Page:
It may be seen from the above that the requirements are essentially no different from those which an individual would be expected to have for any scientific research job.

It should be pointed out that the field of ballistics is a very limited one insofar as possible openings are concerned. The only ballistics research laboratories in the United States focused on sporting ammunition are those maintained by the very few large ammunition and propellant companies. There is at least one Government ballistics research facility – the Ballistics Research Laboratory in Aberdeen, Maryland.

SAAMI makes available several educational and informational pamphlets and videos. Visit the SAAMI website at www.SAAMI.org.

The National Shooting Sports Foundation (NSSF) also has numerous firearm safety resources, shooting safety, hunting and conservation. Visit the NSSF website at www.nssf.org.


It is dangerous to fire a gun having Damascus or twist steel barrels with any load, either black or smokeless powder.

This conclusion has been reached after careful consideration of accidents in which Damascus barrels were found to have failed. The failure is due specifically to corrosion between the laminates which has occurred simply as a consequence of the passage of time. This corrosion, usually at the weld joints, is often times invisible on the surface and the bright and smooth appearance of a Damascus barrel surface gives no assurance that dangerous weakening of the interior of the barrel wall has not occurred.

The following literature references dealing with this subject are offered for the benefit of those who wish to study them:

“Gun Safety: Damascus-Barreled Shotguns”, NRA Website, 11/14/2016

“The Construction and Structure of Damascus Barrels”, The Technical Section of Game and Gun, January, 1937, pp. 56-59.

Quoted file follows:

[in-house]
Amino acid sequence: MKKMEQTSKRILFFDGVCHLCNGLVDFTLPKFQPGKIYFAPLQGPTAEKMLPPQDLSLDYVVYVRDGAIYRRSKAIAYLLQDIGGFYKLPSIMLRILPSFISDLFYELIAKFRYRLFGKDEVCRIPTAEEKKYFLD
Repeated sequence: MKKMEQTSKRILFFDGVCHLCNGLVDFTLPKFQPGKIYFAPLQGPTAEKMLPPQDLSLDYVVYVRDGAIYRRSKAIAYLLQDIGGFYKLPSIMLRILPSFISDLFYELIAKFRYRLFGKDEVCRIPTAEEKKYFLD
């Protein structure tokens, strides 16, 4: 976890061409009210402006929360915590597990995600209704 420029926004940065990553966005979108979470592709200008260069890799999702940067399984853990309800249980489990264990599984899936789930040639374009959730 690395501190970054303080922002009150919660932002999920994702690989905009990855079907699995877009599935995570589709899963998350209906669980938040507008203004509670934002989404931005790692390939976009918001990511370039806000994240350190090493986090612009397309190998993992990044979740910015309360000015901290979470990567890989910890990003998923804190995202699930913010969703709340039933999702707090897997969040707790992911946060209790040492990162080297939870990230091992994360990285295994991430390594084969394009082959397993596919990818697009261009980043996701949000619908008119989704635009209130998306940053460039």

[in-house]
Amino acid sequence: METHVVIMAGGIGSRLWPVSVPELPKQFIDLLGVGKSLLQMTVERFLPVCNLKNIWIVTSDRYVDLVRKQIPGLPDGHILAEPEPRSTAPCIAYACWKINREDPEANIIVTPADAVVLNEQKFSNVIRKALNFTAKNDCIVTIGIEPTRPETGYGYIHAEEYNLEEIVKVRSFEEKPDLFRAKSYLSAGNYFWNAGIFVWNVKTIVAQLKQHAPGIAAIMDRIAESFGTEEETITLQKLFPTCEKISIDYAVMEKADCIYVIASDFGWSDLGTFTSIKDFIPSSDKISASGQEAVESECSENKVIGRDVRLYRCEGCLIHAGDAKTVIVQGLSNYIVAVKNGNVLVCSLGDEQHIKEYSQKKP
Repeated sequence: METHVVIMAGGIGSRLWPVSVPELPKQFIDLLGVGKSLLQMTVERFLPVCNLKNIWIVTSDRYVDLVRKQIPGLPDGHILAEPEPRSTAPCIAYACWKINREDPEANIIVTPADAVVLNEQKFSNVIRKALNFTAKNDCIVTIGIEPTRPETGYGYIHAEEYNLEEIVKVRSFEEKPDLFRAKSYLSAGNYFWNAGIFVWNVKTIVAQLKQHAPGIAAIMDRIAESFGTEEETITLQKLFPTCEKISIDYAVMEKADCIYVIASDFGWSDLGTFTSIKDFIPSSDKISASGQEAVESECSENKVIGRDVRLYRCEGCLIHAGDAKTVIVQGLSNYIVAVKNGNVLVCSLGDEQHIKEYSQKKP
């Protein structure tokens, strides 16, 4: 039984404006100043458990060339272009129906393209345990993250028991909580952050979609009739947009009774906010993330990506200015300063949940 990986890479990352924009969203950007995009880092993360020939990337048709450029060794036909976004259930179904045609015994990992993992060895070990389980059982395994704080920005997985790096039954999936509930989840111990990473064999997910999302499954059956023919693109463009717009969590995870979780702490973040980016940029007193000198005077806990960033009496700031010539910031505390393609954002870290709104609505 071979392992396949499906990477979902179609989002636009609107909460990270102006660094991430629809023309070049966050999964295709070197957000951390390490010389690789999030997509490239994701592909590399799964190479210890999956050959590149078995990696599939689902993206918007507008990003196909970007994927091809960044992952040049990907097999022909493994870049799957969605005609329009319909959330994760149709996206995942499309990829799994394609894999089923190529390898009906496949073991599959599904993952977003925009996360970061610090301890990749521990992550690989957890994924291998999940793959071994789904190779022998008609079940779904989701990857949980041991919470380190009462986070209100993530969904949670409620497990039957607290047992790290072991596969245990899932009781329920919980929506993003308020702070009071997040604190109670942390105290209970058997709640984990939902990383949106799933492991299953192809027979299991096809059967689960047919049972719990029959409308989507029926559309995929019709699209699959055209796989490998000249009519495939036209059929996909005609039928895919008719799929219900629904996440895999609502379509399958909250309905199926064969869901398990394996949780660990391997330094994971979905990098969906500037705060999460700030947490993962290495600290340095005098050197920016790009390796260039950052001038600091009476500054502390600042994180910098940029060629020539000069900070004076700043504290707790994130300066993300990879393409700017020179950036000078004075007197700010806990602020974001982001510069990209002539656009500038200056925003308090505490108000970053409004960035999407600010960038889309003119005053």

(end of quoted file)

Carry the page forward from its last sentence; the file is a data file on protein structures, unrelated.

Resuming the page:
A History of Firearms, Major H. B. C Pollard, Houghton Mifflin Company, 1926, pp. 224-225.

The Gun and Its Development, 9th Edition, W. W. Greener, Cassell and Co., Ltd, 1910, pp 229-242, U.S. publishers; Bonanza Books, New York, 1967.

The Modern Shotgun, Vol. 1, Major Gerald Burrard, Herbert Jenkins Ltd., 1931-1932, Vol. I, p. 24; Vol. III, p. 344.

“Gun Bursts and How to Avoid them”, Bob Nichols, Field and Stream, May, 1938, p. 98.

“Dangerous Damascus”, Warren Page, Field and Stream, February, 1948.

Gough Thomas’s Gun Book, G. T. Garwood, Am. Ed. Winchester Press, N.Y. 1970, pp. 58, 60, 96 et. seq.

“Damascus Safety”, The American Rifleman, National Rifle Assoc.,
Washington, D.C. August 1965, p. 85.

“Damascus Barrels – Beautify but Deadly”, Lee Kennett, Gun Digest 26th Edition, 1972, Follett Publishing Co., Chicago, pp. 184-188.

“There’s Danger in Damascus”, J. W. Houlden, Gun Digest 14th Edition, 1960 reprinted from C.I.L. Oval, June 1950 (Canadian Industries, Ltd.).

The Shotgun Book, Jack O’Conner, Alfred A. Knopf Co., New York, 5th printing 1973. References throughout.

“Damascus Barrels: Too Risky?”, The American Rifleman, National Rifle Association, Washington, D.C., April 1976, p. 24.

“Making Damascus Barrels”, Part I, The American Rifleman, National Rifle Association, Washington, D.C., April 1976 (et. seq.) p. 25.

NOTE: “Re-chambering” in this context, means the cutting of a new chamber in a previously-chambered barrel to accommodate a different cartridge of the same bore diameter. This is different from “rebarreling” which entails replacing the barrel of a firearm with one of a different chamber.

SAAMI has not published voluntary recommended practices or procedures for re-chambering of firearms. It is possible the re-chambering of a firearm may not have been done properly or may not have been properly marked on the firearm. If the caliber or gauge/length marking is missing or altered in any way, you should not use the firearm. You should instead have the firearm examined by a qualified person to determine what caliber or gauge ammunition can safely be used in that firearm.

WARNING! Failure to precisely follow the reloading recommendations and use exactly the same materials specified by recognized authorities who have access to ammunition pressure measuring equipment can result in property damage, personal injury and death. Do not make any substitutions of powders, “fillers”, or components.

Components are available in the marketplace today, suitable for reloading shotgun shells containing non-lead shot. As with all reloading activities, SAAMI recommends using high-quality components and that you carefully and strictly following the handloading instructions of the component manufacturers. The reasons are as follows:

  1. Slight variations in components using the same powder charge weight may result in sharp changes in pressure that, in turn, can create hazardous conditions.
  2. Changes in loading techniques which occur from one individual reloader to another may result in significant variations in pressure and performance.